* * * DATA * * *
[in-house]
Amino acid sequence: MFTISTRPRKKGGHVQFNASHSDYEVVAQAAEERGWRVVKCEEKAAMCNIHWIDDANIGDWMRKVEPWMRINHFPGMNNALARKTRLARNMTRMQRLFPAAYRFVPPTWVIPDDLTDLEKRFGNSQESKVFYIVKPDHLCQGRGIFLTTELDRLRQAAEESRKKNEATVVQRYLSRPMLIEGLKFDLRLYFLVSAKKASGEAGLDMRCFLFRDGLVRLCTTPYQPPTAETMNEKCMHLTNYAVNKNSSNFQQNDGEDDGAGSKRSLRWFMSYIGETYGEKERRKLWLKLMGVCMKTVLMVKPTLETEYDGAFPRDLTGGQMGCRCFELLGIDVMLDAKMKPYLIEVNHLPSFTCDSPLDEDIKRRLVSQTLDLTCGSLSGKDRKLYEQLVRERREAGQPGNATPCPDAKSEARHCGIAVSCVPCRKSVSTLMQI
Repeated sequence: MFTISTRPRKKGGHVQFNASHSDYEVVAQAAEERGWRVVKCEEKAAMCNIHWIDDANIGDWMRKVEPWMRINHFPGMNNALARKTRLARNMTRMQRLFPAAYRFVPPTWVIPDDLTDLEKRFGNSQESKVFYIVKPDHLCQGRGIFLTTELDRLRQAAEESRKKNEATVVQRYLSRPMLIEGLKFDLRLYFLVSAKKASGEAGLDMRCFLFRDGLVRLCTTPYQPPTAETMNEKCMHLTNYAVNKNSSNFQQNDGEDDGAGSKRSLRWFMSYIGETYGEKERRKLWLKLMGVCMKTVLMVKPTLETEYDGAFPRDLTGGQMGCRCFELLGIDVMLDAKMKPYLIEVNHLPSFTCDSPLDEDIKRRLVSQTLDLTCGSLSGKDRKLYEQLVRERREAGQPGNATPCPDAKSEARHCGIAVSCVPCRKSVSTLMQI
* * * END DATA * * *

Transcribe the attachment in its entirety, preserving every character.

[in-house]
Amino acid sequence: MFTISTRPRKKGGHVQFNASHSDYEVVAQAAEERGWRVVKCEEKAAMCNIHWIDDANIGDWMRKVEPWMRINHFPGMNNALARKTRLARNMTRMQRLFPAAYRFVPPTWVIPDDLTDLEKRFGNSQESKVFYIVKPDHLCQGRGIFLTTELDRLRQAAEESRKKNEATVVQRYLSRPMLIEGLKFDLRLYFLVSAKKASGEAGLDMRCFLFRDGLVRLCTTPYQPPTAETMNEKCMHLTNYAVNKNSSNFQQNDGEDDGAGSKRSLRWFMSYIGETYGEKERRKLWLKLMGVCMKTVLMVKPTLETEYDGAFPRDLTGGQMGCRCFELLGIDVMLDAKMKPYLIEVNHLPSFTCDSPLDEDIKRRLVSQTLDLTCGSLSGKDRKLYEQLVRERREAGQPGNATPCPDAKSEARHCGIAVSCVPCRKSVSTLMQI
Repeated sequence: MFTISTRPRKKGGHVQFNASHSDYEVVAQAAEERGWRVVKCEEKAAMCNIHWIDDANIGDWMRKVEPWMRINHFPGMNNALARKTRLARNMTRMQRLFPAAYRFVPPTWVIPDDLTDLEKRFGNSQESKVFYIVKPDHLCQGRGIFLTTELDRLRQAAEESRKKNEATVVQRYLSRPMLIEGLKFDLRLYFLVSAKKASGEAGLDMRCFLFRDGLVRLCTTPYQPPTAETMNEKCMHLTNYAVNKNSSNFQQNDGEDDGAGSKRSLRWFMSYIGETYGEKERRKLWLKLMGVCMKTVLMVKPTLETEYDGAFPRDLTGGQMGCRCFELLGIDVMLDAKMKPYLIEVNHLPSFTCDSPLDEDIKRRLVSQTLDLTCGSLSGKDRKLYEQLVRERREAGQPGNATPCPDAKSEARHCGIAVSCVPCRKSVSTLMQI